With DreamPress, your site will automatically get backed up daily. You don’t have to set anything up either; it’s included with the service by default. Pretty convenient, right? You won’t have to spend a lot of time worrying about remembering to manually back up your site or what to do if your site is compromised because you’ll always have a way to RickRoll back the clock with an automated backup. 

      When testing or making changes to your site, it’s pretty important to have the most recent version backed up before pushing anything live. We highly recommend adding this step into your web process, if you haven’t already.

      With DreamPress, the on-demand backup feature gives you full control to make a backup whenever you need to. Automated daily backups are great, but sometimes you need more than that. It’ll give you extra security and confidence to test new things more freely, knowing everything will be OK if something doesn’t turn out as expected. With a single click of a button, a fresh new backup will be available within minutes for you to access — just in case you need it.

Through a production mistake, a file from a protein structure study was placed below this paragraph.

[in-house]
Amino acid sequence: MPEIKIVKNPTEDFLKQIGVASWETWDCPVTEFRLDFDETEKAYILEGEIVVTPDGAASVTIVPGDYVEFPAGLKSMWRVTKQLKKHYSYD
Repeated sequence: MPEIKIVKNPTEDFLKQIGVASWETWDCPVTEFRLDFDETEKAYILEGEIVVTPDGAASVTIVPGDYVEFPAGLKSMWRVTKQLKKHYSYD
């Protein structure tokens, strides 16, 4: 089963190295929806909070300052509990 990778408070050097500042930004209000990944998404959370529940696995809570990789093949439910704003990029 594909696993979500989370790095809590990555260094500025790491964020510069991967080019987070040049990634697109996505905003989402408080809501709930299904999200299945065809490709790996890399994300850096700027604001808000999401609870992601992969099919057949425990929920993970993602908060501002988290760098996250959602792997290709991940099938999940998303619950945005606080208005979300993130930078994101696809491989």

Learn more about the benefits of backups and hosting with DreamPress.



       

      2. Use a Plugin to Simplify the Backup Process

      “Having your very own backup — a backup to our DreamHost backup — means you’re not going to be in that 0.01 percent group of people, who are left out in the cold when everything goes cataclysmic. You will be able to quickly, safely, and easily restore your website to its glory days!” — Mika

      If you do want or need your own backup solution, your best bet is to use a plugin designed for the task. There are plenty of WordPress plugins that enable you to create backups. For some, that’s their only job, while others offer the feature as part of a larger security package. Either way, if you aren’t comfortable with the technical know-how required to back up your site manually (which we’ll address below), plugins are a simple and beginner-friendly option.